As more tourists flood the Whitsundays every year, many are asking whether we’re allowing our iconic sites to be loved to death.
Whitsunday Industry Charter Boat Association spokesperson Peter Claxton said visitors were already having to queue to get onto the Hill Inlet lookout.
“And by the time people get to that point they’re so over waiting in the sun and in our hot, humid weather they just take a photo and move on or walk away,” he said.
Federal Member for Dawson George Christensen said the region saw an average of 2500 visitors a day.
“What we don’t want to see happen is for the area to lose its appeal over time because of an unregulated increase in vessels operating in the region and over-crowding on prime tourist experiences, such as a visit to Whitehaven Beach,” he said.
Explore Whitsundays’ Al Grundy said the problem was already boiling just under the surface, with a large number of currently-latent permits threatening to push it over the edge.
“We’re really worried that if a lot more of those permits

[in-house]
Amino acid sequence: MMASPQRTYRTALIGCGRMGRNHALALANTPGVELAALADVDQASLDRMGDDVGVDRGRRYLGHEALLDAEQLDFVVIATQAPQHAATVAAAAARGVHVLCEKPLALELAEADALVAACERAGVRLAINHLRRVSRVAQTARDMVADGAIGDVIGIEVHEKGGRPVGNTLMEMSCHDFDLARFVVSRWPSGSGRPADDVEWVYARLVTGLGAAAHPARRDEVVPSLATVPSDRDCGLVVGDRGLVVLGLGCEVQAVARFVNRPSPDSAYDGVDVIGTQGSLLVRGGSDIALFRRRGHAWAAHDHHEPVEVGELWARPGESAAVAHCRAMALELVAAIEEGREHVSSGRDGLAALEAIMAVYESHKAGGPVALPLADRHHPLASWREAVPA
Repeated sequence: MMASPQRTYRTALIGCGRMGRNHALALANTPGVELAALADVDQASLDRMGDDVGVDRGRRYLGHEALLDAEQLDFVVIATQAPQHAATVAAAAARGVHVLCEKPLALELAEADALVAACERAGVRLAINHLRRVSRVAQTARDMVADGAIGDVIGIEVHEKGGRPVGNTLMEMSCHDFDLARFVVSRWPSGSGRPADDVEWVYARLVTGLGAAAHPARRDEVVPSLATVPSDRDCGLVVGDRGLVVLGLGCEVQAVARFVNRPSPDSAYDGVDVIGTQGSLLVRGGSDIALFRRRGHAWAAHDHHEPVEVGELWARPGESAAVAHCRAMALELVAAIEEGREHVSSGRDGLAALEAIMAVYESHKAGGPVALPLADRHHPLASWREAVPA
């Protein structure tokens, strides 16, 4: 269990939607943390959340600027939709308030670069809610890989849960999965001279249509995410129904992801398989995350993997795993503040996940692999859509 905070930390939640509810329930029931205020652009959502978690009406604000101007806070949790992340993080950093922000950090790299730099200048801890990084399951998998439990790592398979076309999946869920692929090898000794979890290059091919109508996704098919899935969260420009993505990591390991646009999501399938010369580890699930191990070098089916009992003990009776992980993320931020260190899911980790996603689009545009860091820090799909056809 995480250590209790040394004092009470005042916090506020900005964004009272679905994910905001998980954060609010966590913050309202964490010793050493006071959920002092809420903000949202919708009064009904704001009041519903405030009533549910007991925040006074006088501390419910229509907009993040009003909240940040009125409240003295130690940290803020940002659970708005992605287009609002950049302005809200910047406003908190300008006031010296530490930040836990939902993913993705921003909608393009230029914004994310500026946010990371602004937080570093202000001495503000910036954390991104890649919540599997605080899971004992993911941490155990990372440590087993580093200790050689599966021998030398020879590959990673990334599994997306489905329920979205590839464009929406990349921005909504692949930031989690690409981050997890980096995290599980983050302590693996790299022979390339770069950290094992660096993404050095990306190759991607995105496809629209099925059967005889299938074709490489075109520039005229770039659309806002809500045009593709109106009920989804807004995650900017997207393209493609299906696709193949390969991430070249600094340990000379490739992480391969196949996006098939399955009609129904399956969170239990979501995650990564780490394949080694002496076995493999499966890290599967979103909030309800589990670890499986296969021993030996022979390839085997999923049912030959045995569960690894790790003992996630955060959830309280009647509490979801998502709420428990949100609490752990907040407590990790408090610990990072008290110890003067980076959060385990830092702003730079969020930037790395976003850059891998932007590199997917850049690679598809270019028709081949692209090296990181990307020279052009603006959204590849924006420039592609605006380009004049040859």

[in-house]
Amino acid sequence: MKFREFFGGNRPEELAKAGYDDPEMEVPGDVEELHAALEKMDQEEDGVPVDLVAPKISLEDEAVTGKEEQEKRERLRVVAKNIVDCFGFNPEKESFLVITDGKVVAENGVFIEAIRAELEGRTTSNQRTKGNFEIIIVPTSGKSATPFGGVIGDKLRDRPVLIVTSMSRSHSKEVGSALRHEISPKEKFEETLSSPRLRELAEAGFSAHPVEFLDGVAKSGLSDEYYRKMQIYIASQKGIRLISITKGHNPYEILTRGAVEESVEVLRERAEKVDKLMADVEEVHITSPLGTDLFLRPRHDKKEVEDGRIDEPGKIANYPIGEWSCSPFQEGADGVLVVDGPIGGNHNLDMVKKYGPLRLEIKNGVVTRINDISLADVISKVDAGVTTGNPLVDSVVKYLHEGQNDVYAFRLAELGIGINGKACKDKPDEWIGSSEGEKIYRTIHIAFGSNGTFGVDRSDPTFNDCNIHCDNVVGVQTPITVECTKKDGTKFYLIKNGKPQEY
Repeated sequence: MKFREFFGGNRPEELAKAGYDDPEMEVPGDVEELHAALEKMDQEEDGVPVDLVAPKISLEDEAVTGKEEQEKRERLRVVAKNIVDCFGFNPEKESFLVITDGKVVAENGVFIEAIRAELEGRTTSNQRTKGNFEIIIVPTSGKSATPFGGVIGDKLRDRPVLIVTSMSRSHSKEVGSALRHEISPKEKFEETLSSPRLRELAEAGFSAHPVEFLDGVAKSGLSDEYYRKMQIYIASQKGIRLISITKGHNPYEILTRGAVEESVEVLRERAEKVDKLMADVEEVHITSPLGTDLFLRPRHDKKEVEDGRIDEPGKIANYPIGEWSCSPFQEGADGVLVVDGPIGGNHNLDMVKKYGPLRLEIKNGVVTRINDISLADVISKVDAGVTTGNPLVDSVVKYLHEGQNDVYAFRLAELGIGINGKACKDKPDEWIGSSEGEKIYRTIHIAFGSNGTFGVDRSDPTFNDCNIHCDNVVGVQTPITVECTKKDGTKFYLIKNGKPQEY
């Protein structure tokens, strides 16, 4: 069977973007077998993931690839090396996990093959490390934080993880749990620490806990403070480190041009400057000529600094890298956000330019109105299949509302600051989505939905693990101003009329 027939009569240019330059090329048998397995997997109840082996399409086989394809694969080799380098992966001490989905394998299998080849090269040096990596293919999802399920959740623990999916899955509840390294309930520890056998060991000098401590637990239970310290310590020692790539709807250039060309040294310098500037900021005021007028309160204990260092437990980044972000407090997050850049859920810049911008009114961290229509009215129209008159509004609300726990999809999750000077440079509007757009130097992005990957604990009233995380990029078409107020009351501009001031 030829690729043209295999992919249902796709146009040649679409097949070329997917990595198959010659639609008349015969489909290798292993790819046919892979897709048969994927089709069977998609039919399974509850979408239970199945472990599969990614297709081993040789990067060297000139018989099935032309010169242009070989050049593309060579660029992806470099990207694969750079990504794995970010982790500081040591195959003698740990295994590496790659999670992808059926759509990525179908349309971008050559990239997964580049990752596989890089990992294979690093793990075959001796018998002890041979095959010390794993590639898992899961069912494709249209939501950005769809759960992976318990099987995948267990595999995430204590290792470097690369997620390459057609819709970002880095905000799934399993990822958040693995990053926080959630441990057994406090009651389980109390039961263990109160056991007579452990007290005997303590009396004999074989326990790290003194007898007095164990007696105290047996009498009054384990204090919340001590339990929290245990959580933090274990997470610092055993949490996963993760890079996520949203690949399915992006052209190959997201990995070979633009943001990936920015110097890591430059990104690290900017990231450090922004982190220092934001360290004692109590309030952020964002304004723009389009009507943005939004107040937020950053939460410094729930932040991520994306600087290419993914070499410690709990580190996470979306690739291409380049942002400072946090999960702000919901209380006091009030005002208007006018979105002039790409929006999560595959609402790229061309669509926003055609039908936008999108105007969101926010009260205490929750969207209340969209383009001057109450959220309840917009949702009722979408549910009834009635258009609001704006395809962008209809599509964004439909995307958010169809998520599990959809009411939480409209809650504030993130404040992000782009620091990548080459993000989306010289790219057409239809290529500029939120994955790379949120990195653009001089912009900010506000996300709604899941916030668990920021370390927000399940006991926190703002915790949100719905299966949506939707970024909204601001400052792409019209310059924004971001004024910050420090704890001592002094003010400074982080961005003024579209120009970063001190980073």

get activated we’ll have a serious crowding problem,” he said.
Calling for no more permits to be handed out, Mr Claxton said “the carpark is full”.
Mr Christensen said the latent permits could see “another 200 extra vessels operating, and as many as four million visitors flooding into the Whitsundays”.
Mr Claxton called for an impartial study to be conducted in the Whitsundays to “say this bay can only take this number of people per day from an impact point of view”.
Mr Grundy said taking action was of particular importance in our region.
“What’s happened is, to a degree, it’s snuck up on us,” he said. “We carry as many visitors into the marine park as Cairns does (and) our challenge is that the Whitsunday area is only 1% of the total space of the park.”